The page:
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The Moon is terrifying, and that's why I love it

Former NASA developer Katy Levinson explains why we should care about the Moon as much as Mars–even if its dust is a killer problem.

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SpaceX completes first mission to geostationary transfer orbit


FALCON 9 SES 8 LAUNCH

An announcement from SpaceX today:

"Space Exploration Technologies successfully completed its first geostationary transfer mission, delivering the SES-8 satellite to its targeted 295 x 80,000 km orbit. Falcon 9 executed a picture-perfect flight, meeting 100% of mission objectives.

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Astronaut Chris Hadfield shares 'unbeatable point of inspiration' for space exploration


Screengrab from Chris Hadfield music video for his cover of David Bowie's "Space Oddity."

On PBS NewsHour, science correspondent Miles O'Brien interviews Chris Hadfield, who has brought new popular interest to space exploration with his innovative use of web video, tweets, Facebooked photos, and a creative use of the internet, from space. Miles talks to the retired Canadian astronaut, author of "An Astronauts Guide to Life on Earth," about the importance of space exploration.

You can listen to the interviews or read a transcript here; videos are below.

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Ray Bradbury at NASA JPL, 1971, reading his poem "If Only We Had Taller Been" (video)

[Video Link] A beautiful video from NASA JPL honoring Ray Bradbury, who died Tuesday, June 5 2012 at 91.

Through the years, Ray Bradbury attended several major space mission events at JPL/Caltech. On Nov. 12, 1971, on the eve of Mariner 9 going into orbit at Mars, Bradbury took part in a symposium at Caltech with Arthur C. Clarke, journalist Walter Sullivan, and scientists Carl Sagan and Bruce Murray. In this excerpt, Bradbury reads his poem, "If Only We Had Taller Been."

(Thanks, Stephanie L. Smith)

With a splash, the (SpaceX) Dragon has landed

The first picture of the Dragon spacecraft as it floats in the ocean awaiting recovery ships. (SpaceX)

At 8:42AM Pacific/11:42 AM Eastern this morning, SpaceX completed an historic mission as the business end of the Dragon capsule splashed down safely in the Pacific ocean, to be recovered by boats and head for land. From the SpaceX announcement:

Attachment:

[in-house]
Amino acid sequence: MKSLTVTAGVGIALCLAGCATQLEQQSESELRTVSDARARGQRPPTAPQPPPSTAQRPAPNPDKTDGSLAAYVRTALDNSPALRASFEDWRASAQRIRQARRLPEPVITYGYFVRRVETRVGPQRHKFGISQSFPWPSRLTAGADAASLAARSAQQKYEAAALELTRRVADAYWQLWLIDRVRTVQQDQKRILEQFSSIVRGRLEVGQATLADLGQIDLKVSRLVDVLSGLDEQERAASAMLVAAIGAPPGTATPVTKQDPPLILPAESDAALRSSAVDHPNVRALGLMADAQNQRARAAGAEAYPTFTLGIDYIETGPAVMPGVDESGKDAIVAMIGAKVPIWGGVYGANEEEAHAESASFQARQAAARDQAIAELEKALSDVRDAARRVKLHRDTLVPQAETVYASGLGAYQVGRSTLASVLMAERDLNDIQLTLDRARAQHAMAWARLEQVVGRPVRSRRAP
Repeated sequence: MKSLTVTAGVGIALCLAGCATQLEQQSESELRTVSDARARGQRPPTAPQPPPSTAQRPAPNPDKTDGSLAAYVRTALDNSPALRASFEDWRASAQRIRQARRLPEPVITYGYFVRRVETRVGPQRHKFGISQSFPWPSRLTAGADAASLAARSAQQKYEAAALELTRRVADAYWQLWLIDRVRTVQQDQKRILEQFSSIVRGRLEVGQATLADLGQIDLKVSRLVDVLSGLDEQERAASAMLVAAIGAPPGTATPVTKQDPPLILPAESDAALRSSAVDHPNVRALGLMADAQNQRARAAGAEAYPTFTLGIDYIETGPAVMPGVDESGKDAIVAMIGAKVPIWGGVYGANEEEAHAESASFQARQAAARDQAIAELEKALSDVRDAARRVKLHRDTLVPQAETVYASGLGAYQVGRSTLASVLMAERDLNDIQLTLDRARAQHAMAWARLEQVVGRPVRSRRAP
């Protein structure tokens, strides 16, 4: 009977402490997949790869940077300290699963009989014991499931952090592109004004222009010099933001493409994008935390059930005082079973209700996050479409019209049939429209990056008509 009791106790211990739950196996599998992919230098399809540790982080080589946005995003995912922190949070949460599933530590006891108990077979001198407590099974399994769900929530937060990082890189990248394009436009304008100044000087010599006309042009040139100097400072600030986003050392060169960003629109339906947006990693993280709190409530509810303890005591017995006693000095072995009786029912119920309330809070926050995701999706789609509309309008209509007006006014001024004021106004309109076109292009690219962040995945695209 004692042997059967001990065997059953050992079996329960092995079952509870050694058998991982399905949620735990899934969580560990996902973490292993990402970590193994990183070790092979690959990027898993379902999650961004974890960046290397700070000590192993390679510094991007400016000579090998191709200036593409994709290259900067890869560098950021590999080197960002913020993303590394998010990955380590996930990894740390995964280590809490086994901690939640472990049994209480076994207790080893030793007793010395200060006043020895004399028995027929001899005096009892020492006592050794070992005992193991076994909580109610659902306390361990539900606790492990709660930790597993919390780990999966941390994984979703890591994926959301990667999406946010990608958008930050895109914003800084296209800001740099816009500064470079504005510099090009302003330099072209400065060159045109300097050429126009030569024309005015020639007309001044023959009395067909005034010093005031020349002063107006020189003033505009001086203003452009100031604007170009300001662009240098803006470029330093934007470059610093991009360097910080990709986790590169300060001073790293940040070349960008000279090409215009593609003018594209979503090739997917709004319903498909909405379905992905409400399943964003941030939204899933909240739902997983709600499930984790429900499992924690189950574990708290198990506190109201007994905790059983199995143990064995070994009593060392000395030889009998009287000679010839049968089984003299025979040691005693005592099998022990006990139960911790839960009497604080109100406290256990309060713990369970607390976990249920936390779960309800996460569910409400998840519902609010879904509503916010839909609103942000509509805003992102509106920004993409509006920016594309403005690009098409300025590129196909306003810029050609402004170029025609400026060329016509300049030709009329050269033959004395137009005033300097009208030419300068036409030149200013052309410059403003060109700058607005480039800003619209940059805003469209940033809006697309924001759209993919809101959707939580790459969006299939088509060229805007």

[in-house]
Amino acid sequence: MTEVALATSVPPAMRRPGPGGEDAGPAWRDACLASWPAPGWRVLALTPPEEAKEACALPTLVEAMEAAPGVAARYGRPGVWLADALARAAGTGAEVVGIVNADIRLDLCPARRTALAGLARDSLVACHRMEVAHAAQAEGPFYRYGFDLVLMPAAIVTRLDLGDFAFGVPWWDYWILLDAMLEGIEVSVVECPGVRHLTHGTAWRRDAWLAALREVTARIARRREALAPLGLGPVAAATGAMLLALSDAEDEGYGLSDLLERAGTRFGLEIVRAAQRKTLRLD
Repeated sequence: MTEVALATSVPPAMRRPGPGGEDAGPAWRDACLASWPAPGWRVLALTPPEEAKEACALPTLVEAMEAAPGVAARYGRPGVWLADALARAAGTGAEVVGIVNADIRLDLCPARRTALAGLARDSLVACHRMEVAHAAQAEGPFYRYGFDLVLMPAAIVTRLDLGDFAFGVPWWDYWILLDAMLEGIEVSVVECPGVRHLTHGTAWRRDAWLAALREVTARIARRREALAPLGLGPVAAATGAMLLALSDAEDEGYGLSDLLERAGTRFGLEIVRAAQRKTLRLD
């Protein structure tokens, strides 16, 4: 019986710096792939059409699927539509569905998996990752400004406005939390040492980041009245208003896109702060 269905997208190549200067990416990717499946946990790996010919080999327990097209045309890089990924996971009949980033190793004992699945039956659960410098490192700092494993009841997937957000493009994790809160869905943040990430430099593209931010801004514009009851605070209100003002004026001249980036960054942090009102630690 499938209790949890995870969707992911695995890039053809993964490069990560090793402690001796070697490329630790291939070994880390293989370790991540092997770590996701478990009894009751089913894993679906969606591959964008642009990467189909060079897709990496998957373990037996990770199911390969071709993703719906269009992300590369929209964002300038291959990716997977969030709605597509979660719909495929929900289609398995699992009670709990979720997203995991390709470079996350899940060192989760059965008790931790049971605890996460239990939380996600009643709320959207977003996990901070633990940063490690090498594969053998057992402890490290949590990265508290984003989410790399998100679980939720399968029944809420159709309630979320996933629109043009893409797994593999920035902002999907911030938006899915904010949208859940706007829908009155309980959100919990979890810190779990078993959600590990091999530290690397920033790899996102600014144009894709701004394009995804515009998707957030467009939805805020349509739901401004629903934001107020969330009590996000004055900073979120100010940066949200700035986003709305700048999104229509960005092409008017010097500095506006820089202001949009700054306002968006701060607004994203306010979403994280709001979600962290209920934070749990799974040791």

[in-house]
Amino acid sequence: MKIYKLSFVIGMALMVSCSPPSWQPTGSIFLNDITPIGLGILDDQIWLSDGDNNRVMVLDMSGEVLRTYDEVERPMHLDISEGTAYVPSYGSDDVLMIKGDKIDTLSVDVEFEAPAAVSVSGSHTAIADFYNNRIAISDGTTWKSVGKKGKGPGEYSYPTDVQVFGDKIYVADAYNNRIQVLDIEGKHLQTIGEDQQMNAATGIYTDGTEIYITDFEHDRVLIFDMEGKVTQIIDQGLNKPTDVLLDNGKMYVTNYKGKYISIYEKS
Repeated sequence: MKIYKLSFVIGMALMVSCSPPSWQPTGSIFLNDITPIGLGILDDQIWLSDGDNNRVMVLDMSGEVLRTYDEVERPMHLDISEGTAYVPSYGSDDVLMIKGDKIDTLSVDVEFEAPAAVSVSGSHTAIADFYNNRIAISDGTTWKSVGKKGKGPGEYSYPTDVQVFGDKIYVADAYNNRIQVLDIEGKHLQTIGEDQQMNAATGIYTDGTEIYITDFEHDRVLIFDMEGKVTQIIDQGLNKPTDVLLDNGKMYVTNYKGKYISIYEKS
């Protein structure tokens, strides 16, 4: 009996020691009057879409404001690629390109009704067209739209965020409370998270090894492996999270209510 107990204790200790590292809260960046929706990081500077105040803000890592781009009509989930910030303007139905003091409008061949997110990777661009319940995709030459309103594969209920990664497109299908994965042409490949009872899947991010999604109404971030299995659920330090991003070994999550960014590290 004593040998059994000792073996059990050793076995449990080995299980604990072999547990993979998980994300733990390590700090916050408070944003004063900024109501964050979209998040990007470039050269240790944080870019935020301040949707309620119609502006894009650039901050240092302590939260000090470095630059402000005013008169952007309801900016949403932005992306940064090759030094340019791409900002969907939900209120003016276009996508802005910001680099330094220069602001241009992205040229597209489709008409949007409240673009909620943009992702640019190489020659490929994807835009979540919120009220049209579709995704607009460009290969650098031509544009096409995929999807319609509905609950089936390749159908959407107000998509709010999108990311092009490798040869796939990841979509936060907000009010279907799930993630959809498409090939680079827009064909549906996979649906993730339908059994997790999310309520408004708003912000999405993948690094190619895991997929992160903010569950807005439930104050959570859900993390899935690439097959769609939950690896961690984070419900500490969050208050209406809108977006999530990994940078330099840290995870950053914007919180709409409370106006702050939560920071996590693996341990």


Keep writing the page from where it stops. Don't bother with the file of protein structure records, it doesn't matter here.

Last week, SpaceX made history when its Dragon spacecraft became the first commercial vehicle in history to successfully attach to the International Space Station. Previously only four governments – the United States, Russia, Japan and the European Space Agency – had achieved this challenging technical feat. Dragon departed the space station this morning. This is SpaceX's second demonstration flight under a 2006 Commercial Orbital Transportation Services (COTS) agreement with NASA to develop the capability to carry cargo to and from the International Space Station.

More analysis in this previous BB post from this morning's event.

SpaceX Dragon takes fiery ride from ISS back to Earth today

Watch live streaming video from spaceflightnow at livestream.com

UPDATE: The SpaceX Dragon successfully splashed down in the Pacific Ocean at 1042AM ET. History made, with the first commercially-built and operated space flight to the International Space Station now successfully completed.


Six days after it berthed with the International Space Station on an historic mission to prove that it could, the SpaceX Dragon vehicle left the ISS today and is now headed back toward our planet. SpaceFlightNow has live streaming video coverage:

The resupply craft was released from the robotic arm at 5:49 a.m. EDT (0949 GMT) and splashdown in the Pacific Ocean is scheduled for 11:44 a.m. EDT (1544 GMT).

NASA has a HD video feed here, if you prefer.

Artist’s rendition of Dragon spacecraft returning to Earth like a burning meteor. (SpaceX)

Space journalist Miles O'Brien spoke with CNN earlier this morning about the day's significance. On his blog, Miles writes:

With the shuttle fleet pickled, chocked and either in – or on their way to museums, Dragon is the only vehicle designed to haul cargo back to Earth in tact. Freighters from Russian, Europe and Japan are more like trash incinerators – as they do not have heat shields and parachutes designed to insure a safe landing.

Dragon is carrying just shy of 1400 pounds of cargo. More than it hauled up.

On board, about 300 pounds of crew preference items (lots of mementoes for friends and family), 200 pounds worth of scientific experiments, and nearly 800 pounds of station gear including a pump for the station urine recycling system (yes, they drink their own pee up there…).

Dragon will re-enter the atmosphere like a streaking meteor – as its ablative heat shield burns away - protecting the spacecraft from the searing heat.

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